And most particularly this sect; for having argued that nothing “explains” Jesus, I would then say, exaggerating for the sake of paradox, that everything else in the real Jewish tradition helps us to understand Jesus better than the Scrolls of Qumran. Where many writers on this subject — including, to some extent, the admirable Edmund Wilson — went wrong was to be so bemused by the sudden emergence of a “monastery” in the time of Jesus, a few miles from Bethlehem, with prayers, hymns, and visionary beliefs that can be “fitted in” to Gospel words, that they saw this place and this sect as of special significance. With eyes glued on Qumran — and how understandable it was — they stopped for the moment looking at the broader picture of Jewish life at the time.

But if we are thinking of the man Jesus, as distinct from the mysterious figure we have envisaged above, it is the human earthy background which gives us the clue, not a narrow, inhuman, untypical, and, it must be said, boring sect of fanatics in the wilderness. Leaving the mystery of Christianity on one side, there is, at the center, the story of a man, told with quite extraordinary human appeal. Every saying, every encounter, every adventure, which comes through makes him a man of the people living among the people, his mind open to every influence around him. His words, his poetry, his imagery are all related to the bustling, lively culture whose child he was. This would not in itself be unreconcilable with the idea that he might have absorbed some doctrine from a sect of this kind and even visited the place. But the sect and its outlook cannot have been the molding influence of the man we read about in the Gospels.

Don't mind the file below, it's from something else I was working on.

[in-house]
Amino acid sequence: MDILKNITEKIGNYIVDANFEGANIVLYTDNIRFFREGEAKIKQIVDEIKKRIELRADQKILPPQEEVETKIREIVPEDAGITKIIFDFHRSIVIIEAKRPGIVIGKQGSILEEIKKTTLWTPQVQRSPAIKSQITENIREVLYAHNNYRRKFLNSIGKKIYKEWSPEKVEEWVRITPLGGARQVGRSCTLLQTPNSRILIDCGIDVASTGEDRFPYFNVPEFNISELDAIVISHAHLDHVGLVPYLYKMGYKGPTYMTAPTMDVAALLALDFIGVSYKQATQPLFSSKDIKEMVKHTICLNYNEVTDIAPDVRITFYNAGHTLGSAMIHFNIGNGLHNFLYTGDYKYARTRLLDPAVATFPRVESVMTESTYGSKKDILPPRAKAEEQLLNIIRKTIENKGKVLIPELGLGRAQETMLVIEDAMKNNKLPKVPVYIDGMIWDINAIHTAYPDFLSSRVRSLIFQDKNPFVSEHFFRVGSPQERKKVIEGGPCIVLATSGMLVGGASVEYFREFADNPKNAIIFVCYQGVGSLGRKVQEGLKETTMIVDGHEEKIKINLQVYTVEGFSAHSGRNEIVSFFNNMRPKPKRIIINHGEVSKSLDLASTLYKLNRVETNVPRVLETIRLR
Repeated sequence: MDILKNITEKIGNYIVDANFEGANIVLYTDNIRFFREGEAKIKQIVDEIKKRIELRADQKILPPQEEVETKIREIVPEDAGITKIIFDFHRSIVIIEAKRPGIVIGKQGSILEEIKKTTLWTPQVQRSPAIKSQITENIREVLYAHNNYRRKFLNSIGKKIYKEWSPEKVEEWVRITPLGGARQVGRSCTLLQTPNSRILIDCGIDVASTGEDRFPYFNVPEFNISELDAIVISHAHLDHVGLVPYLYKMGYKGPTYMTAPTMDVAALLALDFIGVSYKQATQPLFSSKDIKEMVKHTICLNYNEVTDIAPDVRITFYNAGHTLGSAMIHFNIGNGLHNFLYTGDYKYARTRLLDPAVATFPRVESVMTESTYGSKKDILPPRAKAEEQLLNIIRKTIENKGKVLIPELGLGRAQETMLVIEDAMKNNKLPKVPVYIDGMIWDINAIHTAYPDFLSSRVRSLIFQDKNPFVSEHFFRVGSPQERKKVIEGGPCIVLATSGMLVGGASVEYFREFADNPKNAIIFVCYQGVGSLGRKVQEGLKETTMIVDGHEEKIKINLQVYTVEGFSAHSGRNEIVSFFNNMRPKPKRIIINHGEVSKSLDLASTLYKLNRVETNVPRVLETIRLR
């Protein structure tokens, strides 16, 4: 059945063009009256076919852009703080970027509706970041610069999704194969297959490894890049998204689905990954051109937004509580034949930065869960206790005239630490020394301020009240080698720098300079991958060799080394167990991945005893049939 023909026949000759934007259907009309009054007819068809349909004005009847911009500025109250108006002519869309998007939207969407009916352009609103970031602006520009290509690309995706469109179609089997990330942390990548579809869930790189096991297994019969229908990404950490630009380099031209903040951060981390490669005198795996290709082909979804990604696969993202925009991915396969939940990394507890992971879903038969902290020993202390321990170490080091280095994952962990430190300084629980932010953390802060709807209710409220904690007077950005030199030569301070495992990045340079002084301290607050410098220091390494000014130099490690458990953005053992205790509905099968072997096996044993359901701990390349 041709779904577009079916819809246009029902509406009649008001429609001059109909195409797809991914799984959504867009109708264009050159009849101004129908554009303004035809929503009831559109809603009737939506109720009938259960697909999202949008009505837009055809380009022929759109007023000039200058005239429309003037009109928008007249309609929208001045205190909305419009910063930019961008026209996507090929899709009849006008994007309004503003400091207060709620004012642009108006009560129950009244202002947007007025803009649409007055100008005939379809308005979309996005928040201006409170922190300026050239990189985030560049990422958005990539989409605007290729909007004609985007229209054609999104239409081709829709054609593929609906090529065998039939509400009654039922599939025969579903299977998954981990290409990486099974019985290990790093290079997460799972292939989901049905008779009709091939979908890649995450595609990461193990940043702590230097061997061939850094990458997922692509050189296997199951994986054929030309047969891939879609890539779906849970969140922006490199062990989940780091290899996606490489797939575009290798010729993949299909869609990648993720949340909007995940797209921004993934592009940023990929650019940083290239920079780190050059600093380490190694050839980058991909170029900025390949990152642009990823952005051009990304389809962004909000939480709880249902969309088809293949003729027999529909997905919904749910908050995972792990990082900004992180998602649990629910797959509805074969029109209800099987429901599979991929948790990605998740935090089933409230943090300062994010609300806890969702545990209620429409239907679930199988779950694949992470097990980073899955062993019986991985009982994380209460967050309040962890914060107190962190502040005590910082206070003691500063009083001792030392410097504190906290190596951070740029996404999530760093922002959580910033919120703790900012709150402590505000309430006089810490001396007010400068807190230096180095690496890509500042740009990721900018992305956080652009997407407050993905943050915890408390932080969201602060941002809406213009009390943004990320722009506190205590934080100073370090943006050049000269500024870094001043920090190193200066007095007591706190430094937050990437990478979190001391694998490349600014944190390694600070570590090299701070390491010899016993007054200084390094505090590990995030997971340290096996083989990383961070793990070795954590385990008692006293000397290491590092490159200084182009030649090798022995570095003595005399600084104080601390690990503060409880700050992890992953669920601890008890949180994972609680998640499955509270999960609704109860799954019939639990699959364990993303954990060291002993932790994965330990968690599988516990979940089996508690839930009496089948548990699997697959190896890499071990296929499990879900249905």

Certainly there are phrases in some of the Qumran writings which, taken out of context, fit in with Gospel words, both when they talk of love and brotherhood and when they are very militant against “the wicked,” as they so often are. But for every one of these parallels, there are infinitely more telling parallels in the rabbinic writings generally. The rabbinic tradition, which later began to emerge in writing in the Talmud and the Midrash, was in its formative stage during the life of Jesus, in the teachings of the Pharisees. Jesus, as we know from the Gospels, was in conflict with the Pharisees. But he was, in human terms, a child of the same background, concerned, as the Pharisees themselves were, not merely in abstract religious speculation but in the intricate and earthy humanities of daily existence, reinterpreting the received tradition in terms of the practical problems of ordinary people and not of austere sectarians living cut off in the wilderness.